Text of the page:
The current web is in crisis — censorship, data leaks, power being in the hands of a few selected companies. That’s too far from the early ideas of the web — free access to any information for everyone, no authorities or control of any kind. The Web 3 movement has revitalized the dream of the internet as an independent domain with the idea of open protocols.
There’s an opinion that is quite popular in the decentralized community: “the significant part of the Web3 tech stack is far from maturity”. Despite that, it is already possible to build production-grade applications, and the goal of the hackathon was to prove it.
Out of the 67 participants, 12 teams emerged, with three clear leaders, although it was hard to make the final decision, given the overall high quality of the projects.
Lazy Snark — trustless off-chain zero-knowledge proof verification by the SmartDec team.
Zk-proofs are a secure way to prove the correctness of the computations in a trustless environment. The problem is the high zk-proof verification cost on the Ethereum blockchain (we’ve touched that in “Securing Decentralized Databases”) — that’s what the LazySnark is about to fix. The team suggested using Fluence as a trustless environment for the off-chain proof verification which scales far beyond the Ethereum gas limits.
Try it out with the demo app!
VoteEx — website reputation and review service by the EasyChain team.
How often have you discovered that your negative review had been deleted? No more! VoteEx is a website reputation browser extension which stores all the reviews in the Arweave permanent storage, making it impossible to tamper or remove any submitted content. Fluence serves as a trustless backend for the service — runs unbiased rating aggregation, simultaneously searches through a database of websites and reviews. No power can delete negative reviews or tamper a website score without being noticed — welcome to the transparent, decentralized future.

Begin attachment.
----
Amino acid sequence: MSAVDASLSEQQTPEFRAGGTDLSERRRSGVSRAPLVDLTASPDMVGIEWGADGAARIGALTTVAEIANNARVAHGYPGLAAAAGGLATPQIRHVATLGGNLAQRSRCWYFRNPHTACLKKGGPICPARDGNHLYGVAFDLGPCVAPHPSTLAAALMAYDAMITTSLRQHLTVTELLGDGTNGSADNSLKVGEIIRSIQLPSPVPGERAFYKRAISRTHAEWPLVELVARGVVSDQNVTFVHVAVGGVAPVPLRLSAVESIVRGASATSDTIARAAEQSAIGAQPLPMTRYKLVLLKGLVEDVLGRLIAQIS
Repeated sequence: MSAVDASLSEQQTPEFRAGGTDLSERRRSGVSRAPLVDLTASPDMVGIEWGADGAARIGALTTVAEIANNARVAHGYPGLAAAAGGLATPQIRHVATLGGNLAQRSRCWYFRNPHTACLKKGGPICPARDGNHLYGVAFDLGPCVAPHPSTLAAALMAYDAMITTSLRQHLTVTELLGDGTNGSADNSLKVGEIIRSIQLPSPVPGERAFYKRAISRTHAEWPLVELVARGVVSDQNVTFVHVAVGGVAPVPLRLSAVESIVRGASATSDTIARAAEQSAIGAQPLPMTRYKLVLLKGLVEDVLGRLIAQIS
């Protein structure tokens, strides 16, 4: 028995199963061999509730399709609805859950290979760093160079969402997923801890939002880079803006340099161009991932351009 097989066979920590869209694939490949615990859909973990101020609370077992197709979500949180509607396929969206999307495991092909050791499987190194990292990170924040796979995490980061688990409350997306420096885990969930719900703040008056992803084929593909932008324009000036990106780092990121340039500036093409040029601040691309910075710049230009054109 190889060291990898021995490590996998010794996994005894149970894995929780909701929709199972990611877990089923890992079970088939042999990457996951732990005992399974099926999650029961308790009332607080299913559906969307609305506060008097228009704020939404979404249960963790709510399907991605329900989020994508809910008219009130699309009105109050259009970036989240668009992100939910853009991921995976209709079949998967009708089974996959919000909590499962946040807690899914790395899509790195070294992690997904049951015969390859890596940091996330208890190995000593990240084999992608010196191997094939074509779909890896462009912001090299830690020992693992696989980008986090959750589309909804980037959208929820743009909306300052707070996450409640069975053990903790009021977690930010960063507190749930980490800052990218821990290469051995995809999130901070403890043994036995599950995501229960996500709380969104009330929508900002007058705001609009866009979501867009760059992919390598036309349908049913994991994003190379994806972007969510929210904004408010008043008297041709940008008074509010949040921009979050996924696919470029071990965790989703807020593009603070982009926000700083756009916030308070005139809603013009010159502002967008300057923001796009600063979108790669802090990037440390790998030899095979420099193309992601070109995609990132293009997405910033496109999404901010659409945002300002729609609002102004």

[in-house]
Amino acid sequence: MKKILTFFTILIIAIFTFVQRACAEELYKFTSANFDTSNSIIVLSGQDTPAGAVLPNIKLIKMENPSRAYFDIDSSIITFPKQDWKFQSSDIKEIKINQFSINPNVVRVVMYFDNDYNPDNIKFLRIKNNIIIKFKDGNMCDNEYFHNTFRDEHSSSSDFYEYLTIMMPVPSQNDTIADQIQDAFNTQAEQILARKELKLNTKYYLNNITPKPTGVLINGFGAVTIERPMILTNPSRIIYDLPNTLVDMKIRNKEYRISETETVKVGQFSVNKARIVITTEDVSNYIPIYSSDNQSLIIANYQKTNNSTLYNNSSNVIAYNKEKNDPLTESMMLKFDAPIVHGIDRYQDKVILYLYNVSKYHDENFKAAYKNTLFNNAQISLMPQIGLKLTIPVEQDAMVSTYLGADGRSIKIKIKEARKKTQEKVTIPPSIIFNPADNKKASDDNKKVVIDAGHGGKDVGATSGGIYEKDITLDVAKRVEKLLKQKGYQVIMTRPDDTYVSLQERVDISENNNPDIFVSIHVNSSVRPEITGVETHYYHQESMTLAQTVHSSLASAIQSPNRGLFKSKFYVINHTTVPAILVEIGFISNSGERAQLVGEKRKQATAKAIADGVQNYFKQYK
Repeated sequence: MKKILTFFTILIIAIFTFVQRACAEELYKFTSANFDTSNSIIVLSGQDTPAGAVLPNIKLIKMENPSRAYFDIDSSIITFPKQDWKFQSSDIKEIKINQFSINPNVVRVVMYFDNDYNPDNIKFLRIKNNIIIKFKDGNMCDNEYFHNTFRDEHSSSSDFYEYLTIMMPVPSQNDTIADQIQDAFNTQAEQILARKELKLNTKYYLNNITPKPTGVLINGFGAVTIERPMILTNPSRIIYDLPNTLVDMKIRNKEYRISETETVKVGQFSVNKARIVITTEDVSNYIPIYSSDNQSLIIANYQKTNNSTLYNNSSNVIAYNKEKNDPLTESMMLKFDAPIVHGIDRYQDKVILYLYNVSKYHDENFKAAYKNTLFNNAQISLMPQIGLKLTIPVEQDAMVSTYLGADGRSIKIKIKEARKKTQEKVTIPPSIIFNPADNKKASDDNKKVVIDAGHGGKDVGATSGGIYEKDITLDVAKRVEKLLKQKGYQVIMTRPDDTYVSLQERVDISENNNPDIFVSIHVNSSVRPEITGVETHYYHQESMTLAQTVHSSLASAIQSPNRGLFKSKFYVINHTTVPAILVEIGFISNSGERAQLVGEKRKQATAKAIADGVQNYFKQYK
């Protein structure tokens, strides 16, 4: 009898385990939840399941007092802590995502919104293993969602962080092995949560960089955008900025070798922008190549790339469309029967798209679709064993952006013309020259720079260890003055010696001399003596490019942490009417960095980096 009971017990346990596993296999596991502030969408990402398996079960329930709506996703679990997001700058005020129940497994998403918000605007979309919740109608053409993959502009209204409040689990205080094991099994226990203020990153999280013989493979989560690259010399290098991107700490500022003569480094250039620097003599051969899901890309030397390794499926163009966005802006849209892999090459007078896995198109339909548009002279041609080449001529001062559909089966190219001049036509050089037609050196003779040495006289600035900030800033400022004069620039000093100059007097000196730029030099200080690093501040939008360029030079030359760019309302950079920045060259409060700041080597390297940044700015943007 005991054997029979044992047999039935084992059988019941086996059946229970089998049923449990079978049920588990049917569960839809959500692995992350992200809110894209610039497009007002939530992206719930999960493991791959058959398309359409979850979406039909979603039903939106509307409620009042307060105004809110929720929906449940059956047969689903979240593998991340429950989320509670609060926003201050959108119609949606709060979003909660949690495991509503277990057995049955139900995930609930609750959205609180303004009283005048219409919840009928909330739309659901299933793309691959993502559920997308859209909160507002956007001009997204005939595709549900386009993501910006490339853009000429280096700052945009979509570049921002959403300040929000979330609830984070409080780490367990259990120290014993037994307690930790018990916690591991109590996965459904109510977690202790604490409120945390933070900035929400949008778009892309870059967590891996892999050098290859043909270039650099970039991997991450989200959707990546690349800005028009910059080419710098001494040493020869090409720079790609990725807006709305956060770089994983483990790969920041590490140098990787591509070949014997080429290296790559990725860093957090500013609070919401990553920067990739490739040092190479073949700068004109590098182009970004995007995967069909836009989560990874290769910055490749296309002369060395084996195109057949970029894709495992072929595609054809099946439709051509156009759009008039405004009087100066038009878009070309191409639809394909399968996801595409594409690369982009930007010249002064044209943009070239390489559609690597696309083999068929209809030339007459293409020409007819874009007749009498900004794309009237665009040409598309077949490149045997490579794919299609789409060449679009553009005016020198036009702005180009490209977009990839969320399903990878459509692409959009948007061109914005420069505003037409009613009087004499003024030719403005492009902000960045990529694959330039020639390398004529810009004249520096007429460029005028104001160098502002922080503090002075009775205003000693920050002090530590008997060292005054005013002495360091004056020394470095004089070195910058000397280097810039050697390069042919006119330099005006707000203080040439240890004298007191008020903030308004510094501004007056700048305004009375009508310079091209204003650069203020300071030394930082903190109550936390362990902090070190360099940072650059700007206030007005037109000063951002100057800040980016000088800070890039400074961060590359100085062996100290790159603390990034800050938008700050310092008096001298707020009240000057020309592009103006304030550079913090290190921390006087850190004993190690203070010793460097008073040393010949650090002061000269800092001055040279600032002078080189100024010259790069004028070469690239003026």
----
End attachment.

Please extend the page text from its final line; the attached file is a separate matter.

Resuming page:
SIRES — 2D MMO shooter with tokenized items.
The team had gotten close to the solution of problems most modern games are struggling with. Game code belongs to the vendor, or the platform, just as the items do, so it could be changed against the will of players by the publisher, a game admin, or some hacker. Same with the items: they could be deleted, lost, or forged. Blockchains solve this problem for some assets, but the game items are a combination of a static image (icon, picture or 3D model) and a complex game mechanic that describes the item’s behavior inside the game. Items are usually valued for the latter: the more powerful they are, the more players would like to own them. Who would want an epic sword that’s just an image turned into a piece of hash?
The Fluence/Arweave setup can provide another level of ownership and confidence for the players: the game logic that sits in a trustless execution environment can be verified by any player, in-game items (such as weapons, armor, etc.) that are permanently stored on Arweave can’t be silently removed or altered. Not only that, the game itself scales seamlessly — it works in real-time and is ready for multiple players.
The awesome part? You can play the demo!
All the winners got rewarded from the prize pool of $4000.
Three more projects earned an “Honorable Mention” and a 1500 reward in Arweave tokens:
Qualifile — an educational platform that provides students with the opportunity to learn any skill or specialization. The decentralized trustless environment could help to avoid cheating during the tests while having your scores and earned certificates stored permanently. It becomes easy to prove the authenticity of the certificate and the grades you have, excluding forgery.